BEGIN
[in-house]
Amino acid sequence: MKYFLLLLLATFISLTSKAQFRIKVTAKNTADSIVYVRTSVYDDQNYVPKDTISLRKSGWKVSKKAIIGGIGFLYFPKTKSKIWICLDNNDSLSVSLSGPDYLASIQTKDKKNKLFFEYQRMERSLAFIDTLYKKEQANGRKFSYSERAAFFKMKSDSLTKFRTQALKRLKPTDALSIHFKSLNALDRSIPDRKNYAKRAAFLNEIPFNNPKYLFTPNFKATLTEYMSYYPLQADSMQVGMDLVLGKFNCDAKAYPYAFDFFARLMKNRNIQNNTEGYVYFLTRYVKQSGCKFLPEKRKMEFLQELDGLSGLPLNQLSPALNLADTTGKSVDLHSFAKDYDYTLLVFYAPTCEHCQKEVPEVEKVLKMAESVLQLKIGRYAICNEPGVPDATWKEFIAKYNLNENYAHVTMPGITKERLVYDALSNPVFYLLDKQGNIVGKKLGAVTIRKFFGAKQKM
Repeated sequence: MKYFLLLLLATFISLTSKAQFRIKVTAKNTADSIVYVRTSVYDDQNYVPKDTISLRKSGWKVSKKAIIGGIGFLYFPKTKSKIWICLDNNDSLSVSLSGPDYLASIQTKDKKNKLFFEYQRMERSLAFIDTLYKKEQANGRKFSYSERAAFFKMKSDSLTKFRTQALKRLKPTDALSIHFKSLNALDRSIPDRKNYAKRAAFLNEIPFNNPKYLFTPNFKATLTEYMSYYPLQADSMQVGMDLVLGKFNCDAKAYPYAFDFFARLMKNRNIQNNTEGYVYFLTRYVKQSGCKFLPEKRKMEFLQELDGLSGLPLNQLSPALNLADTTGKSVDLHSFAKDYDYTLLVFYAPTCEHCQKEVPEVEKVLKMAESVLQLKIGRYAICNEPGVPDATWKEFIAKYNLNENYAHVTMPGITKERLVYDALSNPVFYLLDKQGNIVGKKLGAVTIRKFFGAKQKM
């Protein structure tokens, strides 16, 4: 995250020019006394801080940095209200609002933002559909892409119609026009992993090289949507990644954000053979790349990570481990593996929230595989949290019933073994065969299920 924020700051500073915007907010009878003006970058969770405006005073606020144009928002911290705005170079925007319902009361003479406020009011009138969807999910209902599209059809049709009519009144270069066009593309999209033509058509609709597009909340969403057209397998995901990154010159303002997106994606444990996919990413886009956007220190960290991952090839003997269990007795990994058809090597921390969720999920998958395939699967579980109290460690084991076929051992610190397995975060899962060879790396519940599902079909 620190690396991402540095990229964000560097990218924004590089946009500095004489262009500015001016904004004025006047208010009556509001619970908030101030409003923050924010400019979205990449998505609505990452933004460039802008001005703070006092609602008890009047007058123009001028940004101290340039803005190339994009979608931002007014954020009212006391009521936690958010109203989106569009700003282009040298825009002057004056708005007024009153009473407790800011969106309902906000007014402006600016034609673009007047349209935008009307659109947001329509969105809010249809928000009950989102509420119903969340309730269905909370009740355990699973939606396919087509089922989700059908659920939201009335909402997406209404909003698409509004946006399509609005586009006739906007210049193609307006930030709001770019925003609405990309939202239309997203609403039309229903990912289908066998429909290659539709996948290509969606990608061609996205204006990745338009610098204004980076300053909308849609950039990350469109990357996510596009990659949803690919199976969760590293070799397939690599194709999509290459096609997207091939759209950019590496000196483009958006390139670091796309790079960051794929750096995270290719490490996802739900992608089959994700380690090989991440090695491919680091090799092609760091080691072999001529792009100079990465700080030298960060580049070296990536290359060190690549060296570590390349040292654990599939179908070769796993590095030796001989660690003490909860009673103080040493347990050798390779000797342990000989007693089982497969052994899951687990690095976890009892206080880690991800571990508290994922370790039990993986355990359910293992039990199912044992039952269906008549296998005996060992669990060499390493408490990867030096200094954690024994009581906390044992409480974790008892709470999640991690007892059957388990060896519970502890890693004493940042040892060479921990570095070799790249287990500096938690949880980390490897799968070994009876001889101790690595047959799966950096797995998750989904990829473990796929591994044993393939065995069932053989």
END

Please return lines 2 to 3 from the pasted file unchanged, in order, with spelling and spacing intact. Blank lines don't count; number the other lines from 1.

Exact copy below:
Amino acid sequence: MKYFLLLLLATFISLTSKAQFRIKVTAKNTADSIVYVRTSVYDDQNYVPKDTISLRKSGWKVSKKAIIGGIGFLYFPKTKSKIWICLDNNDSLSVSLSGPDYLASIQTKDKKNKLFFEYQRMERSLAFIDTLYKKEQANGRKFSYSERAAFFKMKSDSLTKFRTQALKRLKPTDALSIHFKSLNALDRSIPDRKNYAKRAAFLNEIPFNNPKYLFTPNFKATLTEYMSYYPLQADSMQVGMDLVLGKFNCDAKAYPYAFDFFARLMKNRNIQNNTEGYVYFLTRYVKQSGCKFLPEKRKMEFLQELDGLSGLPLNQLSPALNLADTTGKSVDLHSFAKDYDYTLLVFYAPTCEHCQKEVPEVEKVLKMAESVLQLKIGRYAICNEPGVPDATWKEFIAKYNLNENYAHVTMPGITKERLVYDALSNPVFYLLDKQGNIVGKKLGAVTIRKFFGAKQKM
Repeated sequence: MKYFLLLLLATFISLTSKAQFRIKVTAKNTADSIVYVRTSVYDDQNYVPKDTISLRKSGWKVSKKAIIGGIGFLYFPKTKSKIWICLDNNDSLSVSLSGPDYLASIQTKDKKNKLFFEYQRMERSLAFIDTLYKKEQANGRKFSYSERAAFFKMKSDSLTKFRTQALKRLKPTDALSIHFKSLNALDRSIPDRKNYAKRAAFLNEIPFNNPKYLFTPNFKATLTEYMSYYPLQADSMQVGMDLVLGKFNCDAKAYPYAFDFFARLMKNRNIQNNTEGYVYFLTRYVKQSGCKFLPEKRKMEFLQELDGLSGLPLNQLSPALNLADTTGKSVDLHSFAKDYDYTLLVFYAPTCEHCQKEVPEVEKVLKMAESVLQLKIGRYAICNEPGVPDATWKEFIAKYNLNENYAHVTMPGITKERLVYDALSNPVFYLLDKQGNIVGKKLGAVTIRKFFGAKQKM